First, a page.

Now, lest any readers take umbrage because they think me a skeptic of Christianity, Judaism, Buddhism, Hinduism, or even Rastafarianism, rest easy. The religion under discussion is, of course, Environmentalism, with its central tenet clearly the belief in Anthropogenic (man-caused) global warming as a phenomenon that threatens our very continued existence on earth and offers belief in Environmentalism as the one safe haven offering Salvation from the catastrophic effects of greenhouse gasses, especially carbon dioxide—Salvation for all Mankind!

Environmentalism, claims physicist Freeman Dyson, “has replaced socialism as the leading secular religion.” But I am afraid that I, like Sarah Palin, am a doubter. High Priest Al Gore has us both pegged right. As a skeptic, I believe that there is a Naturalistic explanation for the strange celestial event in the skies over Copenhagen—it was just a failed Russian rocket.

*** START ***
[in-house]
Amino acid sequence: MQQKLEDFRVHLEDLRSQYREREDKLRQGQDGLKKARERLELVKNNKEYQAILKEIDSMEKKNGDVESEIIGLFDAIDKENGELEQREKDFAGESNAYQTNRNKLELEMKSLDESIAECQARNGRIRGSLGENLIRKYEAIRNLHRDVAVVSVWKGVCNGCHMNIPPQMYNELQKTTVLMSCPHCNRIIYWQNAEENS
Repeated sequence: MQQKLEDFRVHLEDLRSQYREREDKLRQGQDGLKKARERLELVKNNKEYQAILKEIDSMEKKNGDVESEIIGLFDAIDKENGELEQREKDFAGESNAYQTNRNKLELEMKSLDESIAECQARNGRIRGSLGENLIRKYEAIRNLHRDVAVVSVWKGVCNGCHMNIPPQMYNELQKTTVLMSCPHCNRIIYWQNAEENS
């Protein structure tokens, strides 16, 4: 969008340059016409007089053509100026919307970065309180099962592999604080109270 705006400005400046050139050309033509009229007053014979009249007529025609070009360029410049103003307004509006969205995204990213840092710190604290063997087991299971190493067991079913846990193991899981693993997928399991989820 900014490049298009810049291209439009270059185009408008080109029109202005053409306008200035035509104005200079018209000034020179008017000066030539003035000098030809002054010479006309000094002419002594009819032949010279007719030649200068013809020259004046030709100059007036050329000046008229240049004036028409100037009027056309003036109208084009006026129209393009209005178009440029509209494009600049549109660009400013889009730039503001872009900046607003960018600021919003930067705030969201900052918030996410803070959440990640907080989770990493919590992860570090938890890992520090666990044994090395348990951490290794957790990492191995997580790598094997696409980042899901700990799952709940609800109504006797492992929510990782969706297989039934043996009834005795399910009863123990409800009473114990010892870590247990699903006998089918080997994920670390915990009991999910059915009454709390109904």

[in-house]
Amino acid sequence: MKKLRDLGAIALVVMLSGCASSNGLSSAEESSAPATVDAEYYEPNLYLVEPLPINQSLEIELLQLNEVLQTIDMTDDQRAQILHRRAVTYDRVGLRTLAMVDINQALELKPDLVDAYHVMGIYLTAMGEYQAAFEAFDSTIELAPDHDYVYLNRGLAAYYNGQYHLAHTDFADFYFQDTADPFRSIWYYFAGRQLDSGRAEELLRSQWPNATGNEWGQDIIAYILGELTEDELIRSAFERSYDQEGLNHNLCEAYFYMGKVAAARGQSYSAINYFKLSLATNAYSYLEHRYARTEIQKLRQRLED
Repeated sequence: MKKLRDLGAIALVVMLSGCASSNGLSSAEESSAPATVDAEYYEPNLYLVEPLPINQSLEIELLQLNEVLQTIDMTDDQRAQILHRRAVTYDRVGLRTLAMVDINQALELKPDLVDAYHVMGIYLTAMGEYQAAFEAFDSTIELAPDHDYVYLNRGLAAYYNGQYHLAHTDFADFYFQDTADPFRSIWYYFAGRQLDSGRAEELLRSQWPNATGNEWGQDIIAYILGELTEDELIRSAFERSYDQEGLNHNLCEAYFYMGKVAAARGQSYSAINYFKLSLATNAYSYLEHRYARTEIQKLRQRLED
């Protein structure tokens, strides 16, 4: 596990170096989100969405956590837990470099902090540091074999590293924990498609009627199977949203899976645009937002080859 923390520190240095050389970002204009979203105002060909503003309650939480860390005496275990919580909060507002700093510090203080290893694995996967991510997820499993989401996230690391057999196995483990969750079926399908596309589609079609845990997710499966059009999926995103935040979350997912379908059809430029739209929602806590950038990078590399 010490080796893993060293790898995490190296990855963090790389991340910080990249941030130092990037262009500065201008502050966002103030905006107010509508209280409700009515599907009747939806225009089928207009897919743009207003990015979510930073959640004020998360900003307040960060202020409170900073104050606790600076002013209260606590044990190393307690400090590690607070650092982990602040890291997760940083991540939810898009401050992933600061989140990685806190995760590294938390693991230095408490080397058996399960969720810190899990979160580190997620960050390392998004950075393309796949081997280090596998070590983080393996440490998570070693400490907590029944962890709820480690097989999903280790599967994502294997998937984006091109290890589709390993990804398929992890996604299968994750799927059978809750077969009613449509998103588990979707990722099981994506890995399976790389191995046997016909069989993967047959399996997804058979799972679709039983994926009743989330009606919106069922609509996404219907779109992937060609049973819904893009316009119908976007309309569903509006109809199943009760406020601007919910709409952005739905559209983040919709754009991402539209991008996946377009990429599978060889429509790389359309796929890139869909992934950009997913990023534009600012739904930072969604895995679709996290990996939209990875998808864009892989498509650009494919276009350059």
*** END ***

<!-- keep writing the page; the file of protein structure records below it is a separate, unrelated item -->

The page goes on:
And I am inclined to reject the religions’ central tenet: If 650 thousand years of ice core sample data show that periods of increased carbon dioxide in the atmosphere followed periods of increased global warming by hundreds of years, then the religion has the cause and effect relationship between warming and carbon dioxide wrong. Periods of increased warming result in heightened levels of carbon dioxide in the atmosphere, not the other way around.

And what of the many poorer nations who are now looking to the far north, to Copenhagen, for gifts—for a UN administered program that punishes the sins of richer, more prosperous nations by redistributing some of their wealth into the coffers of the ne’er do wells? Well, like the Christmas Grinch, I can only hope that they leave Copenhagen sorely disappointed, or – dare I say? – perhaps even with coal in their stockings.